"McCatty hadn't been able to talk to him," Johnson joked, "Finally they started talking a little bit. But when he's pitching, McCatty doesn't want to go near him, but some guys are like that. It's not a bad thing."
After Strasburg on Opening Day, Gio Gonzalez, Jordan Zimmermann, Edwin Jackson (and as we learned yesterday) Ross Detwiler will form what's without a doubt the most talented rotation the nation's capital's Nats have assembled since baseball returned to Washington, D.C. in 2005, a staff Nationals' general manager said this past winter, "... is in the realm of something that we've never had here before." And that was after the Gio Gonzalez trade, before the Nats signed E-Jax to a 1-year/$11M dollar deal.
Strasburg told reporters yesterday he can't wait to compete with and against his fellow starters. "There is a little bit of competitiveness within the rotation," the pitcher admitted, "so I think it's going to help us, it's going to work to our advantage because we're going to go out there and try to one-up each other, but at the same time I think everybody knows that we're in it together and it doesn't really matter if you're considered no.1 or no.5, I think everybody knows that they have the ability to pitch and beat any team on any given day."
Stephen Strasburg will take the field tomorrow after the Nationals bat in the season's opening frame and he'll get the chance to set the bar the rest of the rotation will have to top. John Lannan, who started on Opening Day for the Nats twice, but got some unwelcome news when he was optioned to Triple-A Syracuse in a surprise move during yesterday's exhibition with the Red Sox, talked to Strasburg about what it will be like on Opening Day and told the younger pitcher not to worry about it. "He just told me, Opening Day is awesome and stuff and it's going to be a great experience, but he said, 'I'm going to tell you right now, it's not going to be anything compared to what it was like for your debut.'"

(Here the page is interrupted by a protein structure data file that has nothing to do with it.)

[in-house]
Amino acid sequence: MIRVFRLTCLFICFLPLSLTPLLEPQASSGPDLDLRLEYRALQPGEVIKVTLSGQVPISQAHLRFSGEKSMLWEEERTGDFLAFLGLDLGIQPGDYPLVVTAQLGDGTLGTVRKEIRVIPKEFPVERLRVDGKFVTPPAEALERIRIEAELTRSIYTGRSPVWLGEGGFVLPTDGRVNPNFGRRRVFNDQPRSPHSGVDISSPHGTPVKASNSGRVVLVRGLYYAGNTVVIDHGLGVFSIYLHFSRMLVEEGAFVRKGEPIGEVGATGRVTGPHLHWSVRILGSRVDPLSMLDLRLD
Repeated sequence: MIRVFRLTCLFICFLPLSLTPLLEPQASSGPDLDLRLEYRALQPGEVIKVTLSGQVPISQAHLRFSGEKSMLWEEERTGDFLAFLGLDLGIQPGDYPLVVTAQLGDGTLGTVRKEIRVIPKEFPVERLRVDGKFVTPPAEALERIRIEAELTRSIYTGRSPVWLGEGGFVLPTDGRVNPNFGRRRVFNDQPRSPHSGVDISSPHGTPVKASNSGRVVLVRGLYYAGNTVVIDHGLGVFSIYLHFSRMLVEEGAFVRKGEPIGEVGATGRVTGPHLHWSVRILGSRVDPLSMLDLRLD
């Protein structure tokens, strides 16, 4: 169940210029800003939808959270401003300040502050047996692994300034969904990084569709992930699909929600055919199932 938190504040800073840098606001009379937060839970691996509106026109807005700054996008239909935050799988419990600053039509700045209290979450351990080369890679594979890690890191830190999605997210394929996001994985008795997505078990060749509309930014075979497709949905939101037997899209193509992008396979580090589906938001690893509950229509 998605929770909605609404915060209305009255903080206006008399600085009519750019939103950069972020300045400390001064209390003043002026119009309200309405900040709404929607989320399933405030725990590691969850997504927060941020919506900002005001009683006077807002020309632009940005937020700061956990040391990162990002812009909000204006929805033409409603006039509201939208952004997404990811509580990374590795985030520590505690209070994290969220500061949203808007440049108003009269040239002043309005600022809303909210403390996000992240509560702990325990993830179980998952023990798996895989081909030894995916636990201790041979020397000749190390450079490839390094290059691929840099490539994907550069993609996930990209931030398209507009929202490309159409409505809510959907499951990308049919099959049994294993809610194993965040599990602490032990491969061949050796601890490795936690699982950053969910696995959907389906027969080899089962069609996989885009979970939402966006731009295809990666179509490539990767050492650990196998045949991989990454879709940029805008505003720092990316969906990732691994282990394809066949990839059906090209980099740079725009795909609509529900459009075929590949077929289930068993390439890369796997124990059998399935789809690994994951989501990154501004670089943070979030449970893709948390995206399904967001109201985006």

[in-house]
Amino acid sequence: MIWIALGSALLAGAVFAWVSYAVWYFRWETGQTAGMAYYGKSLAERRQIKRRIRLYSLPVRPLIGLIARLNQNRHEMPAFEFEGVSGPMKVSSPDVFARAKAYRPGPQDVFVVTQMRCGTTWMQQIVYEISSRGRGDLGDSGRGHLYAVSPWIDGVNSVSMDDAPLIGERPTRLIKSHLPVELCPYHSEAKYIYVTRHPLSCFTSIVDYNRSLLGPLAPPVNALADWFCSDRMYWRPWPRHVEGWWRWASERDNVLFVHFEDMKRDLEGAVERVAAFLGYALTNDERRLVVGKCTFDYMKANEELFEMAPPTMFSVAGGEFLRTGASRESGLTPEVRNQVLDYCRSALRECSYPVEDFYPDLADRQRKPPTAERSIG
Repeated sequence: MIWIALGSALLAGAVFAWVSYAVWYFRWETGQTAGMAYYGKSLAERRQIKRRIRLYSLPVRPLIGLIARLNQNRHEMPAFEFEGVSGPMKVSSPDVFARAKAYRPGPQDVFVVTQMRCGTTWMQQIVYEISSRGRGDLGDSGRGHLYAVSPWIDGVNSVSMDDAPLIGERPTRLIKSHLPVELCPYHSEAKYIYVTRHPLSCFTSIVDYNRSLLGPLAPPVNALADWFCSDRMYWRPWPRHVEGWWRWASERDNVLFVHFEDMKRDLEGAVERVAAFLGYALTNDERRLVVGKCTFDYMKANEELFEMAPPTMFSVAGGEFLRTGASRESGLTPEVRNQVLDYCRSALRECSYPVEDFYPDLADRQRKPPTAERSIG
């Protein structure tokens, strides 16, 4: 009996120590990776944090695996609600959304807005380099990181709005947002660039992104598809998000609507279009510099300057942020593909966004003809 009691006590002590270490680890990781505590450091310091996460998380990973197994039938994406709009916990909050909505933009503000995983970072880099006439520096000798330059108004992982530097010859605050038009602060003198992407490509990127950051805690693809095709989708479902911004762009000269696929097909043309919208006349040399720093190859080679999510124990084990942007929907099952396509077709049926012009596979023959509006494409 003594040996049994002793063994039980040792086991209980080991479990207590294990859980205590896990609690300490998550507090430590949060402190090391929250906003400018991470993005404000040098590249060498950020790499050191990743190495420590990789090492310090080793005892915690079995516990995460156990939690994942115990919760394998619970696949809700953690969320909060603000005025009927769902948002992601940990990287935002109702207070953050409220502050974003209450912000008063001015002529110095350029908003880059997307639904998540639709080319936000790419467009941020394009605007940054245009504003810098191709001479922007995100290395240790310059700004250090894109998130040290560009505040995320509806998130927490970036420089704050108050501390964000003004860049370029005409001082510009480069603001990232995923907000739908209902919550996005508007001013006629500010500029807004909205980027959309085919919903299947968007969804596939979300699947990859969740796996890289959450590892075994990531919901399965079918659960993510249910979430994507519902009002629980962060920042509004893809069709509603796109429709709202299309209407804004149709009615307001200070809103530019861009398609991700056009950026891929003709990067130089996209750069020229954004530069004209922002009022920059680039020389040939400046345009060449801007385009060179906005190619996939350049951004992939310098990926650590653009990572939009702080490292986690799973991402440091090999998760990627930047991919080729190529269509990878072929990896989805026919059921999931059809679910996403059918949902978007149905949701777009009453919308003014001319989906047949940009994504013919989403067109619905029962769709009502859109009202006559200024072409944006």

Strasburg was 21 on June 6, 2010 when he debuted in front of 40,315 fans in a packed Nationals Park. The now-23-year-old starter will be making his 18th major league start tomorrow. "I have a little bit more experience," Strasburg said when asked yesterday about how he'd changed since his 14-K major league debut, "I wouldn't say that I'm a veteran out there, so I'm still going to be excited and nervous and everything, but I don't think that there's anything wrong with being nervous, it just shows that you care." Tomorrow's start and every one after that will eat away at the prescribed innings limit Strasburg will be on in his first full-year back from surgery, but the amount of innings or pitches he's allowed to throw each time out is not something Strasburg is going to worry about. "It's out my control," he explained, "It's their decision and I think that's the way I want it to be."
"I want to go out there and pitch and give it everything I have," Strasburg said, "And I know it's going to be a little different, but at the same time, I want to be like one of the other guys. You go out there and you pitch until your stuff's not working any more and then they take the ball out of your hands. That's how I want it to be." Until he reaches his innings limit, whatever it might be, that's how it will work, starting tomorrow when Strasburg throws the first pitch of a 2012 season that begins with expectations higher than they've ever been for the nation's capital's Nats.